Enter your mobile number or email address below and we'll send you a link to download the free Kindle App. Then you can start reading Kindle books on your smartphone, tablet, or computer - no Kindle device required.
To get the free app, enter your mobile phone number.
Other Sellers on Amazon
+ $3.99 shipping
Gods Like Us: On Movie Stardom and Modern Fame Hardcover – Deckle Edge, September 18, 2012
“A penetrating, lively cultural history of movie stardom. . . . [The author] has a witty, readable style, but don't let that pop façade fool you. There is substance here, as he dissects how each period in American history finds or create stars to serve its needs.”
—The New York Times Book Review
“Wide-ranging. . . . Superb. . . . Capacious and thought-provoking. . . . In Gods Like Us, Boston Globe film critic Burr presents a fresh take on the medium’s history, eschewing the standard roll call of moguls and filmmakers, preferring to understand the triumph of Hollywood as a carefully orchestrated harnessing of the ferocious power of celebrity.”
—The Boston Globe
“David Thomson, watch out! In the pithy new book Gods Like Us: On Movie Stardom and Modern Fame, Boston Globe film critic Ty Burr delivers thoughtfully epigrammatic descriptions of movie stars, actors, and celebrities. He wittily traces the progression of these characters from the early days of film to their current incarnations on the internet, from the young Frank Sinatra, who ‘looked like a freshly hatched ostrich but his singing voice promised a slowly crested big-band orgasm,’ to Harrison Ford, who is able to ‘make grumpiness seem sexy.’ . . . Gods Like Us soars when it meditates on individual stars and their personae. . . . The whole book is worth guzzling for the golden nuggets on movie stars and celebrity sprinkled throughout.”
“Any Hollywood history can describe a star’s X factor. But not many film historians can see the whole equation as Ty Burr does in Gods Like Us, his lively and provocative chronicle of the genesis of movie stars and the metamorphosis of movie stardom. He offers original thinking about the audience factor.”
—The New York Times
“A brilliant and even profound history of stardom for an era that doesn't begin to know how very badly it both wants and needs it.”
—The Buffalo News
“Gods Like Us is a standout, as enjoyable as it is informative, when it comes to the astrology of public entertainment.”
—The Wall Street Journal
“A lively anecdotal history of stardom, with all its blessings and curses for star and stargazer alike. From Mary Pickford and Charlie Chaplin to Archie Leach (a.k.a. Cary Grant) and Marion Morrison (a.k.a. John Wayne), from Tom Cruise and Julia Roberts to today's instant celebs famous for being famous, Burr takes us on an insightful and entertaining journey through the modern fame game at its flashiest, most indulgent, most revealing and, occasionally, most tragic.”
—The Huffington Post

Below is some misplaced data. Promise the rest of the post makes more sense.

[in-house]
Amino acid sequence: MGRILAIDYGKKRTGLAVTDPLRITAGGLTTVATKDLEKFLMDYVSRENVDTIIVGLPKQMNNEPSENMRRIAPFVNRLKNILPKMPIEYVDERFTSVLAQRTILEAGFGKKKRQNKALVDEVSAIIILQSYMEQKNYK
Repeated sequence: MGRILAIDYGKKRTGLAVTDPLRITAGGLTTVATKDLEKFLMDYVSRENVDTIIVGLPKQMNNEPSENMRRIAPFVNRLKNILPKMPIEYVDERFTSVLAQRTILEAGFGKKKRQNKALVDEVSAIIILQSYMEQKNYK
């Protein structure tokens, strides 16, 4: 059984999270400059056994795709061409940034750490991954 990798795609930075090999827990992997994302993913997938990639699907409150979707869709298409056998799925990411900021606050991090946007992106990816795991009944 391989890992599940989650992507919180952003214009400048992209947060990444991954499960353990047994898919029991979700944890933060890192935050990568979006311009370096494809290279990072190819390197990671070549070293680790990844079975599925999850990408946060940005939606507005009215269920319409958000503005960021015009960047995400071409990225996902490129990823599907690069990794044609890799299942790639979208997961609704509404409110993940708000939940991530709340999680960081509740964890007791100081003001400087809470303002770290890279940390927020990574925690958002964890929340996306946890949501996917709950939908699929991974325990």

“Burr is an ever-witty presence on the page (see: Clara Bow, with her ‘blat of raw sexual energy,’ or Arnold Schwarzenegger, ‘this slab of Black Forest ham’). A terrific writer, then, yes, but also an astute reader of history, as in his near-breathless analysis of three midcentury seismic shifts—the emergence of Marlon Brando, television, and rock & roll. Burr gives each subject a good chew.”
“Burr’s Gods Like Us is a constantly interpretive history of and idiosyncratic meditation on stardom. . . . It is an important work, precisely because it is such a difficult task that is all too rarely undertaken.”
—The Daily Beast
“Burr has both a fan’s and scholar’s grasp of the history of film, and he travels along a celluloid highway that extends from the early days of Thomas Edison to Zac Efron. Of greatest interest to the author is our evolving notion of celebrity—of what celebrities mean. . . . A focused history of films.”
“Gods Like Us is an entertaining, wide-ranging account of the way movies created a new kind of fame, and changed the world in the process. Ty Burr's encyclopedic history of movie stardom is gossipy (in the best of sense of the word) and insightful, and his cultural analysis is as provocative as it persuasive.”
—Tom Perrotta, author of Little Children and The Leftovers
“The sharp, illuminating Gods Like Us is as enjoyable and addictive as the greatest bucket of movie popcorn you've ever had. For anyone who loves cinema, this is a ‘must own’ book.”
—Dennis Lehane, author of Live by Night and Mystic River
“[A] solid analysis of celebrity. . . . In this fascinating cultural study, film critic Burr explores the rise of stars in the early film industry. . . . Burr chronicles the star system—silents, talkies, movie factories, postwar studios—while citing factors such as television (‘evoked not glamour, but ordinariness’), music (Elvis Presley, Michael Jackson, Madonna), MTV, HBO, and YouTube (‘teenagers have at their disposal the fundamental moviemaking facilities of a Hollywood studio in the 1930s’).”